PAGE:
“We are all connected, and we are all one.” – Rhonda Byrne

Humans are social creatures. We’re programmed to seek out connections with other people whether our tendencies are extroverted or introverted. Born helpless, our biological systems first drive us to forge a connection with our parents or caregivers; without this bond, we simply wouldn’t survive. As life goes on, we innately cultivate, develop, and maintain various relationships, largely through spending time in the presence of one another.

Since the onset of COVID-19, this subconscious push toward socialization has hit some speed bumps. In order to help flatten the curve, numerous businesses, schools, sports arenas, recreation areas, and restaurants closed, exponentially decreasing the amount of physical interaction possible. Robust recommendations for staying six feet apart quickly made “social distancing” part of our everyday routine and vocabulary. Infected and exposed individuals have been forced to quarantine in their homes. The dynamics of our social interplay have certainly shifted – and to stay connected, we will also have to evolve. It’s a new era that requires creativity, flexibility, and patience.

How, then, do we reconcile our ancestral need for socialization with the current global pandemic? One route is through technology. Over the past couple months, virtual get-togethers have increased in popularity. Online happy hours, birthday parties, weddings, concerts, and graduations allow us to be part of a group experience. Although the physical aspect is lacking, seeing and interacting with our loved ones can boost our mood and overall mental health.

Another method of connecting is to honor social distancing, not social isolation. Communities are holding driveway or sidewalk hangouts, making it easier for neighbors and friends to be together, to be outside, and to connect (from a safe, masked distance, of course). Children and families are creating sidewalk galleries of chalk art and games for walk-by viewing and playing. Neighborhood gardens are allowing small groups to carefully gather to tend to the season’s crops. I’ve observed more families spending time together outdoors, such as having appropriately-spaced picnics in a nearby park or walking their dog down our street – activities that really didn’t happen much prior to COVID-19.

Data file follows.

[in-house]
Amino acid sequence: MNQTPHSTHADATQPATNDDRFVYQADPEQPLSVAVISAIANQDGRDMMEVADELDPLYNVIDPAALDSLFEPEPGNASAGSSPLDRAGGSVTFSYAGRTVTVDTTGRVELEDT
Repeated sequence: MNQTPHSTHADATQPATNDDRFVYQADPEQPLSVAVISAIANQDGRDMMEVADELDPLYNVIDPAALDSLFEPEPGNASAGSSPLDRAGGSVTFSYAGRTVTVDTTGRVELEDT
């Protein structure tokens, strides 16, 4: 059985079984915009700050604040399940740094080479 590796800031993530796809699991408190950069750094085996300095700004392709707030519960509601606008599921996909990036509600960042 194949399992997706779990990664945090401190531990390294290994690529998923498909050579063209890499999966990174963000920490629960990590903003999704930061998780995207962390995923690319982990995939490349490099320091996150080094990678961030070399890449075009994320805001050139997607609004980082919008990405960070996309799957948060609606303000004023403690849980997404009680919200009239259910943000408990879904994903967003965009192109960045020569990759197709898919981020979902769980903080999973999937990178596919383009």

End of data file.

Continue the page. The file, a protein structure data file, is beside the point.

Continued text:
These healthy, bonding activities contribute to filling up our hearts and minds with love, experiences, and memories. Peering at the present through this lens, it looks as though we are finding ways to connect with one another; the manifestation simply looks different.

TAKE-AWAY: As a whole, humanity is innovative, resilient, and adaptable. For example, we’ve created technology that facilitates connections with loved ones on the other side of the world or just a few doors down. Through science, we continue to explore novel diseases, their treatments, and the safety protocols required to ensure our well-being. We’re adjusting to the new normals around work, school, parenting, and relationships. Although some of these shifts may feel overwhelming and insurmountable, it’s important to keep in mind that this current state is temporary.